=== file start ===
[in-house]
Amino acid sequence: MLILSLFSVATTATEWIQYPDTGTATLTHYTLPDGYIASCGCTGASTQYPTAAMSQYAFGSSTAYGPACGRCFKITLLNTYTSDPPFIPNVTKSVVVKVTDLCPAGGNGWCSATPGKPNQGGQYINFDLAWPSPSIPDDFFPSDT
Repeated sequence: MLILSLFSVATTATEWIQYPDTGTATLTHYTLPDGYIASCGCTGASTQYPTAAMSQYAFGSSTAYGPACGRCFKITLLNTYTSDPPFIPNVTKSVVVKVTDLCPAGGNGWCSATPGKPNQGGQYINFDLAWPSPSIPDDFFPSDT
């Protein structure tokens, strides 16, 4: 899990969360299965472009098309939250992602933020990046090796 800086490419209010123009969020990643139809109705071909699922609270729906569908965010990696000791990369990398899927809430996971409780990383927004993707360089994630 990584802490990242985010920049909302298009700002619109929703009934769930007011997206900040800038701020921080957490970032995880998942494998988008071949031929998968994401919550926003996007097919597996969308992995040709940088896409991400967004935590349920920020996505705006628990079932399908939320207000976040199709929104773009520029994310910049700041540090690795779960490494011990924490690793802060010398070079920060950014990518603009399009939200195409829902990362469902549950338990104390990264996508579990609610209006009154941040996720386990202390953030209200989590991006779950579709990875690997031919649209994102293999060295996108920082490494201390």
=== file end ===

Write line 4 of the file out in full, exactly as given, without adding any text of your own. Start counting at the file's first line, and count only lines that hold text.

């Protein structure tokens, strides 16, 4: 899990969360299965472009098309939250992602933020990046090796 800086490419209010123009969020990643139809109705071909699922609270729906569908965010990696000791990369990398899927809430996971409780990383927004993707360089994630 990584802490990242985010920049909302298009700002619109929703009934769930007011997206900040800038701020921080957490970032995880998942494998988008071949031929998968994401919550926003996007097919597996969308992995040709940088896409991400967004935590349920920020996505705006628990079932399908939320207000976040199709929104773009520029994310910049700041540090690795779960490494011990924490690793802060010398070079920060950014990518603009399009939200195409829902990362469902549950338990104390990264996508579990609610209006009154941040996720386990202390953030209200989590991006779950579709990875690997031919649209994102293999060295996108920082490494201390």